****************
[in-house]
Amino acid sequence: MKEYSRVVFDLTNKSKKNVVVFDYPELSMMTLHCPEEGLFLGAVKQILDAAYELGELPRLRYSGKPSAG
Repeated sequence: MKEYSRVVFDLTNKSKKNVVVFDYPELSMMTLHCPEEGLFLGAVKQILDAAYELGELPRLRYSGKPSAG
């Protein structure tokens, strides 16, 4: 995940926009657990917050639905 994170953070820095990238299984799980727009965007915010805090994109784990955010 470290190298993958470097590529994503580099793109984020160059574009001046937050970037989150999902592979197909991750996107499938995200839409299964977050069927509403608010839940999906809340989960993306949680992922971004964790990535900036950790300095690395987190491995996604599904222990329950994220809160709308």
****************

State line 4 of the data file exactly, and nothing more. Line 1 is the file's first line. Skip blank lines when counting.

């Protein structure tokens, strides 16, 4: 995940926009657990917050639905 994170953070820095990238299984799980727009965007915010805090994109784990955010 470290190298993958470097590529994503580099793109984020160059574009001046937050970037989150999902592979197909991750996107499938995200839409299964977050069927509403608010839940999906809340989960993306949680992922971004964790990535900036950790300095690395987190491995996604599904222990329950994220809160709308």